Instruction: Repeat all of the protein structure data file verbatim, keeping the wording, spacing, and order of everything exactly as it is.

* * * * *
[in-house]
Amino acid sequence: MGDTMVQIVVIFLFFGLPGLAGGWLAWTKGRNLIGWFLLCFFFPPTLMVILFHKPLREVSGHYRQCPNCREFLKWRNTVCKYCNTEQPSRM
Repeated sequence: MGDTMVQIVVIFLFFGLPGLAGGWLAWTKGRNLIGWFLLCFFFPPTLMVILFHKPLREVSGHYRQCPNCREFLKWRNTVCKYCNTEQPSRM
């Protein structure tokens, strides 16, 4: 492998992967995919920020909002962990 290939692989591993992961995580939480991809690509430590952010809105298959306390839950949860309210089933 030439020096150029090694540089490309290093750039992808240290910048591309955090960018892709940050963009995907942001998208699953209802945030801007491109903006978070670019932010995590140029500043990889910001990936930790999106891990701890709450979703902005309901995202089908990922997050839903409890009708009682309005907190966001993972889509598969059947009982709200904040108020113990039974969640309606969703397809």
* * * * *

[in-house]
Amino acid sequence: MGDTMVQIVVIFLFFGLPGLAGGWLAWTKGRNLIGWFLLCFFFPPTLMVILFHKPLREVSGHYRQCPNCREFLKWRNTVCKYCNTEQPSRM
Repeated sequence: MGDTMVQIVVIFLFFGLPGLAGGWLAWTKGRNLIGWFLLCFFFPPTLMVILFHKPLREVSGHYRQCPNCREFLKWRNTVCKYCNTEQPSRM
């Protein structure tokens, strides 16, 4: 492998992967995919920020909002962990 290939692989591993992961995580939480991809690509430590952010809105298959306390839950949860309210089933 030439020096150029090694540089490309290093750039992808240290910048591309955090960018892709940050963009995907942001998208699953209802945030801007491109903006978070670019932010995590140029500043990889910001990936930790999106891990701890709450979703902005309901995202089908990922997050839903409890009708009682309005907190966001993972889509598969059947009982709200904040108020113990039974969640309606969703397809």